Polio epidemics first appeared in the mid-nineteenth century. Many doctors and scientists struggled with the mystery: why, as living conditions improved, did incidents of paralysis increase? Out of all the changes that came with modernity, improved sanitation was chosen as the change which caused polio to turn from a mild illness to one that left death and permanent damage in its wake.  Here is an excellent example  from a 2007 medical article which summarizes the concept:

Prior to the 20th century, virtually all children were infected with PV while still protected by maternal antibodies. In the 1900s, following the industrial revolution of the late 18th and early 19th centuries, improved sanitation practices led to an increase in the age at which children first encountered the virus, such that at exposure children were no longer protected by maternal antibodies. Consequently, epidemics of poliomyelitis surfaced . [2] Read more

Myth: No Rainbow, No Pot of Gold

May 4, 2010 by · 3 Comments
Filed under: General 

Note: separate re-issue of part two of one of our myths blogs. We got a complaint that this one was too hard to find and link to. The easiest fix was to split it into a separate article. Thanks for your understanding.

Myth: Vaccines aren’t money makers for drug companies.

Reality: As spoken by Tom Broker about Gardasil and Merck (see page 19 of pdf)

“From a purely business point of view, they’ve been facing some real interesting challenges over the Vioxx issue and they are looking at this as the foundation and the savior of the company. Believe me, they have a huge stake in this, just as we all do.

How profitable are vaccines? Prevnar did very well for Wyeth:

… Prevnar, which had $2.7 billion in sales last year. Prevnar is Wyeth’s No. 2 product by revenue, behind antidepressant Effexor.

Some business press projections on the potential in the vaccine market:

Gardasil sales totaled $365 million in the first quarter of 2007, helping Merck reach nearly $1 billion in total vaccine sales for the quarter, more than triple vaccine sales from a year earlier. Analyst projections have ranged up to $4 billion in annual sales for Gardasil, assuming the government mandates widespread vaccinations for girls.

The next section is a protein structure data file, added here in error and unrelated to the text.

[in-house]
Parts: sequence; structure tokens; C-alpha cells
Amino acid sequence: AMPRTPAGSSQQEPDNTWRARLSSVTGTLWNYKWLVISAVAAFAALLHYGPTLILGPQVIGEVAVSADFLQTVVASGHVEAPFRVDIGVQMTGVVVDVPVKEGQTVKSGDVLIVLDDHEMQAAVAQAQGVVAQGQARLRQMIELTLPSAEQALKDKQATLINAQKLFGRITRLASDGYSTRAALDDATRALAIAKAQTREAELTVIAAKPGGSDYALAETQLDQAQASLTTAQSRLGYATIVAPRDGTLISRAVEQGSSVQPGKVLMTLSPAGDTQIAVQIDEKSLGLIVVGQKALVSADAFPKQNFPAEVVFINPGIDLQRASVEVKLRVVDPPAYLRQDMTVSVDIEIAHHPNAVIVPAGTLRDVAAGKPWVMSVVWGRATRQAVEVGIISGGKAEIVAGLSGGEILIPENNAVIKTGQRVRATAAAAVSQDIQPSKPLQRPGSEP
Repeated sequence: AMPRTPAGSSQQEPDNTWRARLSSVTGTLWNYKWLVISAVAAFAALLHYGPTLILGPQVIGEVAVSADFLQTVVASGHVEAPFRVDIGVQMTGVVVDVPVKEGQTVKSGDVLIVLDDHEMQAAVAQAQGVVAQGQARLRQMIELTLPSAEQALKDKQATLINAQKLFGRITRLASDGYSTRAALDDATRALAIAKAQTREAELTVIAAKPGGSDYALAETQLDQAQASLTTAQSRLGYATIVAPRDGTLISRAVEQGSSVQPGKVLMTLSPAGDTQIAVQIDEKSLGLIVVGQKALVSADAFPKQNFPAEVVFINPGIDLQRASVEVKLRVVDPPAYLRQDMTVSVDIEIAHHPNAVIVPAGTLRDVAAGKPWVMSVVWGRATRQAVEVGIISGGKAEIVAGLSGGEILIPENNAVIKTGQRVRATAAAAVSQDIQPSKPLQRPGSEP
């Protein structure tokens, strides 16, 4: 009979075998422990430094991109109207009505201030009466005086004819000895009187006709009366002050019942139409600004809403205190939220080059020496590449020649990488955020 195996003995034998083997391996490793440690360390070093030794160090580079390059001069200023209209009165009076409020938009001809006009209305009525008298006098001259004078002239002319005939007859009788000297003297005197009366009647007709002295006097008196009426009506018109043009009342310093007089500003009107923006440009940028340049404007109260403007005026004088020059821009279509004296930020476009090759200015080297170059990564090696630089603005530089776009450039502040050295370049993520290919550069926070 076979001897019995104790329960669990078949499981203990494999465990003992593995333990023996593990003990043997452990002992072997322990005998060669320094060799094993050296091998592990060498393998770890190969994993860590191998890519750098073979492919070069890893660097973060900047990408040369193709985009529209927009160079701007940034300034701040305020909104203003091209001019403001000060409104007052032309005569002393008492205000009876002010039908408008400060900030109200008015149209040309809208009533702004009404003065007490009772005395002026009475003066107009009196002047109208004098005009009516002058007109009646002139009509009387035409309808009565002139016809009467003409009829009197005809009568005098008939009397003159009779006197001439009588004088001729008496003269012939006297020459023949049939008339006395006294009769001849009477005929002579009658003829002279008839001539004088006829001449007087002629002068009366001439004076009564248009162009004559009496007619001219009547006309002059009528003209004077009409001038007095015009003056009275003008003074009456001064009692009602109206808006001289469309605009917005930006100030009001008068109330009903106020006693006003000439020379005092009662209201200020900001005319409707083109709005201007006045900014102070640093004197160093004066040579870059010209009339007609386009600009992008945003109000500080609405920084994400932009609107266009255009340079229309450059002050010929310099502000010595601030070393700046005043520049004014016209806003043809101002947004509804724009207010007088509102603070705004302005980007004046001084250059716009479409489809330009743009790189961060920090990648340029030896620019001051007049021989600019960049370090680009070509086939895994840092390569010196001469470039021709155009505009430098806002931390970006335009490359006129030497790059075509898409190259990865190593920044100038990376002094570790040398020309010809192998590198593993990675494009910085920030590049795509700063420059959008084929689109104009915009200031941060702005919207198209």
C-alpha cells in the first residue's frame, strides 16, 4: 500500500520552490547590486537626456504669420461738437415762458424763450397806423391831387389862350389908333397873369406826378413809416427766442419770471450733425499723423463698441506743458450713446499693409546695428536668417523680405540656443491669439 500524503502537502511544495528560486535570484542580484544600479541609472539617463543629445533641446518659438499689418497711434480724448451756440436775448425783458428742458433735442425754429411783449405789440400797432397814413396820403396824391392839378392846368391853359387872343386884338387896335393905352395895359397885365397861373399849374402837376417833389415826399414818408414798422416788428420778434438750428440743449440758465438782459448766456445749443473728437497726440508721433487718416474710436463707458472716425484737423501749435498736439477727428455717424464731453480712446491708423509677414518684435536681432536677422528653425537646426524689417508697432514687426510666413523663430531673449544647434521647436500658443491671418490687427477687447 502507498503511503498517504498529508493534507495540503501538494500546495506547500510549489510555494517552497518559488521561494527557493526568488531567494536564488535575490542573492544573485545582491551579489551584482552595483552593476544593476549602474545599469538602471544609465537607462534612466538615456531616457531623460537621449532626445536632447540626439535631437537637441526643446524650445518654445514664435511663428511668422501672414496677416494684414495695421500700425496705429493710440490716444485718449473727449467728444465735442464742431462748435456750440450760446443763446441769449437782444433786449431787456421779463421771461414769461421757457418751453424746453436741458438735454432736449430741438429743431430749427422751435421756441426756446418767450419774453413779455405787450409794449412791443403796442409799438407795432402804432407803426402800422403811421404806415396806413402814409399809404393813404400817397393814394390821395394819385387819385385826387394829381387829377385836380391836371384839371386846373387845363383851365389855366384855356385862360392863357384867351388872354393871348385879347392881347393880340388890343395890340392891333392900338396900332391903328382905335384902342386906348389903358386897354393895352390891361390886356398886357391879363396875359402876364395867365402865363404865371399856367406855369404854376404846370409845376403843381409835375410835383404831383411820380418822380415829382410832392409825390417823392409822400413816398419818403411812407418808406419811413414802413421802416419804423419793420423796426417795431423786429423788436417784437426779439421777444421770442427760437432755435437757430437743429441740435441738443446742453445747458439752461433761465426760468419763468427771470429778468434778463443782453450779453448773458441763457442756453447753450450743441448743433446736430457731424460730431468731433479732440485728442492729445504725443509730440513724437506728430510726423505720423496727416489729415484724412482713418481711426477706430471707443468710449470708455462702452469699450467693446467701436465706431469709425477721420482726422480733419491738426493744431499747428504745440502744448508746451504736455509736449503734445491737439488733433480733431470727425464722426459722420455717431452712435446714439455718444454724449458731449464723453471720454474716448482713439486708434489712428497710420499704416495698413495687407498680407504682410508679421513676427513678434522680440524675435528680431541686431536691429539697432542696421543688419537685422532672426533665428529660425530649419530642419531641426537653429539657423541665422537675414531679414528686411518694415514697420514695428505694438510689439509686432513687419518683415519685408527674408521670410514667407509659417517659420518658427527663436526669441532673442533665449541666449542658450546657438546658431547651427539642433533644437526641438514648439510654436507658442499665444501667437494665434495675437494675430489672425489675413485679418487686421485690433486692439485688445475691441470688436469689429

Merck launched two other vaccines in 2006 – Zostavax, for the prevention of shingles, and Rotateq, for the prevention of a rotavirus that causes diarrhea in infants. Les Funtleyder, analyst for Miller Tabak, estimates that these vaccines could reach hundreds of millions of dollars in annual sales.

“Merck showed that you can make quite a bit of money with vaccines, and I think that got a lot of people’s attention,” said Funtleyder.

If vaccines have the potential to offer huge profits to pharmaceutical companies–just like other blockbuster drugs–Lipitor or Vioxx are good examples, I think we can reasonably assume that the temptation to publish ghostwritten studies, suppress unwelcome results and use Key Opinion Leaders to subtly sell product  is there with vaccines, too. And vaccines offer two additional benefits, available for no other drugs: mandates and immunity from lawsuits (in the US). Who wouldn’t be tempted by a package involving a guaranteed market, and tort immunity?

There was a period, quite a long time ago now, when vaccines were not profitable. But time past is not time present. This myth is long past its sell-by date.

Vaccine Myths 3.1: The Scourge of Childhood

“…young parents of today do not remember…”

In 1974 the St. Petersburg Times wrote:

So many people are neglecting to get immunity shots that doctors fear the seven one-time scourges of childhood–polio, mumps, measles, rubella, diphtheria, lockjaw and whooping cough–may strike American communities again.

However, just six years earlier, in 1968, newspaper stories said things like this:

Although mumps is a relatively mild childhood disease, it can cause sterility when it strikes adult males.

At that time the recommendation was to give the recently developed shots to boys if they hadn’t had the mumps by the time they hit adolescence. Read more